Toshiba Electronics Europe has added four devices to its family of 32-bit ARM Cortex-M3 microcontrollers. The TMPM361, TMPM362, TMPM363 and TMPM364 microcontrollers will suit embedded applications such as office equipment and industrial control systems where minimum power consumption and component count and high levels of connectivity are key design criteria.
All four devices feature 1Mbyte of flash memory, 64Kbytes of on-chip RAM and a static memory controller (SMC) with a 16-bit external data bus that supports the addition of an additional 16Mbytes of off-chip memory.
On-board functionality includes an 8- or 16-channel 10-bit analogue-to-digital converter (ADC), a real-time clock (RTC), a 16-bit timer and a watchdog timer (WDT). In addition, a consumer electronics control (CEC) unit and a remote control signal pre-processor (RMC) simplify the implementation of designs requiring remote control functionality.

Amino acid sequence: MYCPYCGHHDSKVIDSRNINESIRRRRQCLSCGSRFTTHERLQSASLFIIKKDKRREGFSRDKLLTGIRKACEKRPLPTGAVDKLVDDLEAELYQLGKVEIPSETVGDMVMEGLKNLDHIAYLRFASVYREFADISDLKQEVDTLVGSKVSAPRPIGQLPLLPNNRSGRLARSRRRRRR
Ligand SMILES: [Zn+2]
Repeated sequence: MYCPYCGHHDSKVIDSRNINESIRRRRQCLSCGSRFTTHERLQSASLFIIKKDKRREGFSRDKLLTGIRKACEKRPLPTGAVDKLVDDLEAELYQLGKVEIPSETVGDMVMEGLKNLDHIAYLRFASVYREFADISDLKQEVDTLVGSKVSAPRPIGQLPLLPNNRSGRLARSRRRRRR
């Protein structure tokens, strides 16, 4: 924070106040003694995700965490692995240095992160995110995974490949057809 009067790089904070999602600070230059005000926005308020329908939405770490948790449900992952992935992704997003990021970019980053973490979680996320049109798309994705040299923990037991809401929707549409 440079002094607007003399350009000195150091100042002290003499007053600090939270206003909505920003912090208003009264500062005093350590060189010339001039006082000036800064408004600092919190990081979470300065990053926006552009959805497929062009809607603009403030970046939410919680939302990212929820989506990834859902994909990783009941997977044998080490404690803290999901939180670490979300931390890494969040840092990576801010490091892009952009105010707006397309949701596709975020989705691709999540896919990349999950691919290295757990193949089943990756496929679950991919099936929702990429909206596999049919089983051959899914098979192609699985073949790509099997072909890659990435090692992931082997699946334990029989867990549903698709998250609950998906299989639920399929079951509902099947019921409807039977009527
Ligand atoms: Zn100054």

The TMPM361 and TMPM363 microcontrollers both offer 5-channel general-purpose serial I/O (SIO) and 3-channel serial bus interface (SBI) connectivity. The TMPM362 and TMPM364 have 12 channels and five channels respectively. A third SBI channel on both the TMPM361 and TMPM363 can be configured for I2C, while CAN and USB interfaces are built into the TMPM363 and TMPM364.
All of the micros provide a synchronous serial bus interface (SSP) that supports SPI, SSI and Microwire formats.
Compatible with supply voltages of between 2.7V and 3.6V, the TMPM36x microcontrollers operate with a maximum operating frequency of 64MHz. Designed to keep power consumption to a minimum each device offers ‘idle’, ‘sleep’ and ‘stop’ standby modes as well as a backup module (BUPMD) that can shut down all but the key functions.
The TMPM361 and TMPM363 are supplied in 100-pin, 14mm x 14mm LQFP packages, have eight dedicated inputs and provide 68 and 66 I/Os respectively. The TMPM362 and TMPM364 feature 20mm x 20mm 144-pin packaging, respective I/Os of 104 and 66 and up to 16 dedicated inputs.
The Keil MCBTMPM36x range of evaluation boards and starter kits support the MCUs and allow designers to create and test working programs and key functionality.